Sunday, November 29, 2015

White-collar crime task force ‘doomed to failure’ unless separated into its own agency

Our sharp-eyed flatfoots
After years of lacklustre results and scathing evaluations — and its future existence up in the air — the RCMP-led task force that formed 12 years ago to go after investment swindlers and complex stock-fraud cases is taking one more shot at turning around its fortunes.

Mounties say they have now abandoned the idea of trying to turn police officers into capital-markets experts — it takes too long and costs too much. Instead, they are focused on joining up with in-house gumshoes at provincial securities commissions, who are already experts at following the paper trail, and leveraging the work they do with more traditional crime-fighting methods involving wiretaps or undercover agents.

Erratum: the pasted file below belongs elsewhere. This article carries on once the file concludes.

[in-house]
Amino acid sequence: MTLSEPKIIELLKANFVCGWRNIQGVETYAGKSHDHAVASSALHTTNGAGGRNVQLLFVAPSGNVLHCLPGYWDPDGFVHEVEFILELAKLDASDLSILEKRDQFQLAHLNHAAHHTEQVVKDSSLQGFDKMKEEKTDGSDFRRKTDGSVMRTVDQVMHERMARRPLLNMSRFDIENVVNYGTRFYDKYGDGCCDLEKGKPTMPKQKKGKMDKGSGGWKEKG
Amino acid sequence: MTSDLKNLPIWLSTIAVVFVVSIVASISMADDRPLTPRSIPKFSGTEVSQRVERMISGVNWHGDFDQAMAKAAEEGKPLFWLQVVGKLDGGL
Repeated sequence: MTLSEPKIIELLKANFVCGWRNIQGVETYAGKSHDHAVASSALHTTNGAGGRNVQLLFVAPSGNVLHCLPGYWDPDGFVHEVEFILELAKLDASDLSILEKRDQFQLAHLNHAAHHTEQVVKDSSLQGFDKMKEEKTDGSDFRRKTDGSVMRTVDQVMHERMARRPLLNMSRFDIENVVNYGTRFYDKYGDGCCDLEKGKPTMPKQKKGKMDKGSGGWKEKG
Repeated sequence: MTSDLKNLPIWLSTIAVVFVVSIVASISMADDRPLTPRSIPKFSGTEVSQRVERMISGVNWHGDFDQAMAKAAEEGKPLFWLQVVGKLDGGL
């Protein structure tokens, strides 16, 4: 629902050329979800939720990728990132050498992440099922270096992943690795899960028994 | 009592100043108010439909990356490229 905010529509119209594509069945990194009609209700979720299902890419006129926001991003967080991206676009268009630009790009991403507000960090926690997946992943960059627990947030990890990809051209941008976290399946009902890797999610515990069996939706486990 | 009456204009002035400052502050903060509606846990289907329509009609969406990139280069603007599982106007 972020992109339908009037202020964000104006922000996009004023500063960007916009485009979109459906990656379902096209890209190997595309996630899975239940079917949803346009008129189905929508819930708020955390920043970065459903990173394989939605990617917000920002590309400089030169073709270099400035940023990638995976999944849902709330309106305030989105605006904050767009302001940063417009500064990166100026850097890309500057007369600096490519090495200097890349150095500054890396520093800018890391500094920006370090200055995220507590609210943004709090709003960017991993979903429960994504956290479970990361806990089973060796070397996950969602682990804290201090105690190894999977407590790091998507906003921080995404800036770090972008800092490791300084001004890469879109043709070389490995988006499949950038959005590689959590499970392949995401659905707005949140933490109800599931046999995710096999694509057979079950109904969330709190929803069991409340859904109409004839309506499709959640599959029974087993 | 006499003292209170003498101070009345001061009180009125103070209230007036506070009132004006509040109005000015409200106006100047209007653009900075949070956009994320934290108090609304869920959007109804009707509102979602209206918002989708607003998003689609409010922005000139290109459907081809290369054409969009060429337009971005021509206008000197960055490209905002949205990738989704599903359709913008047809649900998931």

But retired Mountie John Sliter, who was the founding director of the Integrated Market Enforcement Teams (IMETs), told the National Post financial crimes investigators are too often being pulled off to assist with other cases, such as national security files. If the government is serious about going after white-collar criminals, it needs to create a separate national securities regulator.  (more...)

Financial crimes? You want financial crimes?

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